While currently working at the Catholic Education Office in Pago, he said he still wants to contribute to the future of St Joseph’s College.

“This year I will be 80 years of age and I’ve been blessed with good health. I’m not ready to sit on the bench and do nothing and I don’t want to rust away, I want to contribute," he said. 

His contribution came courtesy of his links to the Marist Brothers Old Boys Association and membership on various Government boards, where he used his experience for the benefit of everyone. 

He says that there are a few main areas they are looking at supporting in the school, which include administration, academics, reaching out to ex-students and relations with other non-school bodies.  

Brother Kevin states that administration plans are not to take over, but to support and help in nurturing good leadership.

The academic area will look at providing an enhanced educational learning system, then the support will be there for any school, as learning is the key factor according to Brother Kevin.

Brother Kevin also acknowledged the role of former Samoan diplomat Fe'esago Siaosi Fepuleai, the country's first Ambassador to Belgium and the European Union (EU), who played a critical role at that time in securing support from the E.U. for the school.

He said as St Joseph’s is also a Christian school it will continue to promote the Catholic ethos in the development of the child.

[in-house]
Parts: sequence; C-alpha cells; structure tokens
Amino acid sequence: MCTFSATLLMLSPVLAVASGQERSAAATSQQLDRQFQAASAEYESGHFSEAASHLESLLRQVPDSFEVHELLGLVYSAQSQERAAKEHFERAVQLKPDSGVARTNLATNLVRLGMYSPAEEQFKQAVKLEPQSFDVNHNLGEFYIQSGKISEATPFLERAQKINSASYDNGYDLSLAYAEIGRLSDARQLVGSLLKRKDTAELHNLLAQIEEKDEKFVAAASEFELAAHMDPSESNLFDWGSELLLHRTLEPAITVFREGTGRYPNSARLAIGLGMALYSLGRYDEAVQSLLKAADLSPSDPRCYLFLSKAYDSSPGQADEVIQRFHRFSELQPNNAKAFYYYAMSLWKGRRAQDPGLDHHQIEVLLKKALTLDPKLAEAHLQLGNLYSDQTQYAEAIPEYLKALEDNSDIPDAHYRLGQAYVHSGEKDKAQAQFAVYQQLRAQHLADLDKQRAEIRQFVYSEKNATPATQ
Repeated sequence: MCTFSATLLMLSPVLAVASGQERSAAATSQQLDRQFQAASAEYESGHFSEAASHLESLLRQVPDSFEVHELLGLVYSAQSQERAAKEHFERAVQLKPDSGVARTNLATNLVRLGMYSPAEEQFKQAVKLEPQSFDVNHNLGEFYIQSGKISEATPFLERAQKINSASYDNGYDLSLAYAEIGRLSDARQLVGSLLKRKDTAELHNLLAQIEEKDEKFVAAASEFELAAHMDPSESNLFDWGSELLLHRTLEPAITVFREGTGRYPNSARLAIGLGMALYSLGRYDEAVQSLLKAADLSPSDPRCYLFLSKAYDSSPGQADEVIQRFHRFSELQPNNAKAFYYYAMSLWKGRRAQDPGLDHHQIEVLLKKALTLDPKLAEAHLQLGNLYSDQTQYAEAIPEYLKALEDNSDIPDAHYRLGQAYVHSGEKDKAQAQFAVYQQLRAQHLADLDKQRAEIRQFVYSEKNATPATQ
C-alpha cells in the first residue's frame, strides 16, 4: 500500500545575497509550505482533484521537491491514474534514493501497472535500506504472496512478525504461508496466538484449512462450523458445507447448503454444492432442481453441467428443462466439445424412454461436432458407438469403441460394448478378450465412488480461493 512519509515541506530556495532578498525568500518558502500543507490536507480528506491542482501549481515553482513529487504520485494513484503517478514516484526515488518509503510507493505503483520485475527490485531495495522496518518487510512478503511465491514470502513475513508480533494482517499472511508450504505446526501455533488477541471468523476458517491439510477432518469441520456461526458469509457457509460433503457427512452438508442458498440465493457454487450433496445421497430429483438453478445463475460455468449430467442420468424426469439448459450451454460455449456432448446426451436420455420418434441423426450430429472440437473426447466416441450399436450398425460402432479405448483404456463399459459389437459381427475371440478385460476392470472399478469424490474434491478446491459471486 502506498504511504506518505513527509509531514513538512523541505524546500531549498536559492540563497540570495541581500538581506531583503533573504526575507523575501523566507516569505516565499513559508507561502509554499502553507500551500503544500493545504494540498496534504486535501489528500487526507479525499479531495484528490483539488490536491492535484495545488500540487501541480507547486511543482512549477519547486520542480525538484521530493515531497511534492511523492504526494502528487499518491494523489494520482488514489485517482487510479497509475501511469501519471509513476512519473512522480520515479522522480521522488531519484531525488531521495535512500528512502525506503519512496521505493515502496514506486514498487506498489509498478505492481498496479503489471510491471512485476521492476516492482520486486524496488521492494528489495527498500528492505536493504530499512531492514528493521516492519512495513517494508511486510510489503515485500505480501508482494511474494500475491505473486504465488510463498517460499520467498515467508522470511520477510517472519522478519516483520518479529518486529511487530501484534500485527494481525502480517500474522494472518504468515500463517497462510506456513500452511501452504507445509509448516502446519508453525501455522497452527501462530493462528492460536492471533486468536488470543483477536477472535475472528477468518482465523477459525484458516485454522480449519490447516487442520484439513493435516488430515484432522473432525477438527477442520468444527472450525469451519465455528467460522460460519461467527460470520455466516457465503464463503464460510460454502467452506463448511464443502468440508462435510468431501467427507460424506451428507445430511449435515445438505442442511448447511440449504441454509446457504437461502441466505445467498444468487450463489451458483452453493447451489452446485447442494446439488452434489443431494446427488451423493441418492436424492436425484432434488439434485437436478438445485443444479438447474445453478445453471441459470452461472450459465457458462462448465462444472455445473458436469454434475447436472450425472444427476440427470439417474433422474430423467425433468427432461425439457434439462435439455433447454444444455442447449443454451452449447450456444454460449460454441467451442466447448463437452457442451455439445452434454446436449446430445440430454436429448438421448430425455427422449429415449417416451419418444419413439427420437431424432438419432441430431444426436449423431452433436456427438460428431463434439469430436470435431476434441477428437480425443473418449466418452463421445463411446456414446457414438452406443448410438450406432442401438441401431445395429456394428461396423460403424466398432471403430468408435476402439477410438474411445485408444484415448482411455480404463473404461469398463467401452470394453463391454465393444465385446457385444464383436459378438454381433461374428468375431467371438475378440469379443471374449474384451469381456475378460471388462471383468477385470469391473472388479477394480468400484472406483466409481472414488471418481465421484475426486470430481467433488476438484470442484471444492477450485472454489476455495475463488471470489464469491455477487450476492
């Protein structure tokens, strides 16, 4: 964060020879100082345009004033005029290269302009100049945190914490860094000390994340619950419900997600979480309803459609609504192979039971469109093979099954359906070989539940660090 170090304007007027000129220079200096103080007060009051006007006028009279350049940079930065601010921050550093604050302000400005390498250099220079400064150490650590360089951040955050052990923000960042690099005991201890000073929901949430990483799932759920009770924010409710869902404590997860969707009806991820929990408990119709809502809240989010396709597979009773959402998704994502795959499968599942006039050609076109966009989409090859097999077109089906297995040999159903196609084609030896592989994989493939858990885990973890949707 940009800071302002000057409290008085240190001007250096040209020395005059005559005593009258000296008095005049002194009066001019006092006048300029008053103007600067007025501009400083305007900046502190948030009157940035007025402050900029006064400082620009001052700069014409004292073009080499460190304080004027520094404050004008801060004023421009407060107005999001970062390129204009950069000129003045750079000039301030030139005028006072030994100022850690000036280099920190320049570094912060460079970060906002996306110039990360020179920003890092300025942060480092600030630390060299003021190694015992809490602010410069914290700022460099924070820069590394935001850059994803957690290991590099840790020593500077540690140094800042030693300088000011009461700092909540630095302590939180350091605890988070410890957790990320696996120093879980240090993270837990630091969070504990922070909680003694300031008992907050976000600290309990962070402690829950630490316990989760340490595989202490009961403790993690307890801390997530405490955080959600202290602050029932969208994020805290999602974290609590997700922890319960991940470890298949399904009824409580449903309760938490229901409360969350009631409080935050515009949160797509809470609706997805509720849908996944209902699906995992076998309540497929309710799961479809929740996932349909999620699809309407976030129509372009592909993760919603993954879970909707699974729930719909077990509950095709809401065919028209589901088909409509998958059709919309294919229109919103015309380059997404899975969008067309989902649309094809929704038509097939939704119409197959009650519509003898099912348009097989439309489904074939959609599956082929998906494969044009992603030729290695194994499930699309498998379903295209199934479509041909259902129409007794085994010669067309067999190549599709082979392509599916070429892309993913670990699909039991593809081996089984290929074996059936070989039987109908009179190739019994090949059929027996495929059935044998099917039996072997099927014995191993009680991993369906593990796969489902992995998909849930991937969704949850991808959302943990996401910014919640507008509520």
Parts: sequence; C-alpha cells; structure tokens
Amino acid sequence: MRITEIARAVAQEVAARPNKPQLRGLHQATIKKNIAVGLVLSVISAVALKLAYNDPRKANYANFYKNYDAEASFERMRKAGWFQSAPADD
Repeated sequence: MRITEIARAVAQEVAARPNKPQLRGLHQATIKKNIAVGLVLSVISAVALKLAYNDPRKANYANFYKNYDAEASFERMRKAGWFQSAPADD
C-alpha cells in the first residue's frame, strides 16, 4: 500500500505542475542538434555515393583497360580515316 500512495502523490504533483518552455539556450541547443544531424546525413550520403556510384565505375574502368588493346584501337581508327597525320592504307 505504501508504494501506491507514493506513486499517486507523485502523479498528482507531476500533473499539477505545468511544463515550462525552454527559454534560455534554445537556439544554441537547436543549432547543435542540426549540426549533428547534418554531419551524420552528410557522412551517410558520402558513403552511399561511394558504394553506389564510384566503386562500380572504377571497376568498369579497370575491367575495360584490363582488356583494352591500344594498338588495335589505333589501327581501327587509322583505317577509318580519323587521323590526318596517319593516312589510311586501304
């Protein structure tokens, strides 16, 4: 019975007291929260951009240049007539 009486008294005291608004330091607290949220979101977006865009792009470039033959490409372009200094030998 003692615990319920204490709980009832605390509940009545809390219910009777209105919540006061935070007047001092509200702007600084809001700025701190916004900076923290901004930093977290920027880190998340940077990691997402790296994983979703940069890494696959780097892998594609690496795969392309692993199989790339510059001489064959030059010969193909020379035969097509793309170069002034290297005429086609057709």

And while there are many ex-students of St Joseph’s working in different Government entities and occupying leadership positions in the country, Brother Kevin also wants to look at expanding to reach other countries.

In terms of St Joseph’s alumni, they will look at Marist Old Boys from Auckland, Melbourne, Sydney, the United States and other parts of the world where they are very much supportive.

Brother Kevin said he hopes to reach out to them as he is reasonably well known, and ex-students are becoming more supportive through the efforts of their local association.

“If you are part of the family, and you are known then the Samoan people will support," he added.

Enhancing personal relationships with other bodies like the Peace Corps and the Government are also on the radar, as Brother Kevin sees them as an important aspect, through which assistance and support could be sourced. 

There is also the relationships between schools and the wider community, which he said will need to be improved. 

And while his health is good, he wants to give what he has to offer in the spirit of service.

“I want to be able to help for the next three years, which is when I am going to be contracted in June and July in American Samoa."

Three Marist brothers from Pago will be withdrawing from there, and are interested in returning to Samoa.

This newspaper asked the long-time Marist brother what he wanted to accomplish for the school, which could be boxes he is yet to tick from his past work.

But Brother Kevin said that he looks back with pride at all that happened over the years, and the achievements those times were suited for that part of history. 

“Time’s change and people change, I have to change too," he added. 

In saying that, he is moving slowly to ascertain what is happening in terms of the school's needs, and to be able to assist where he can.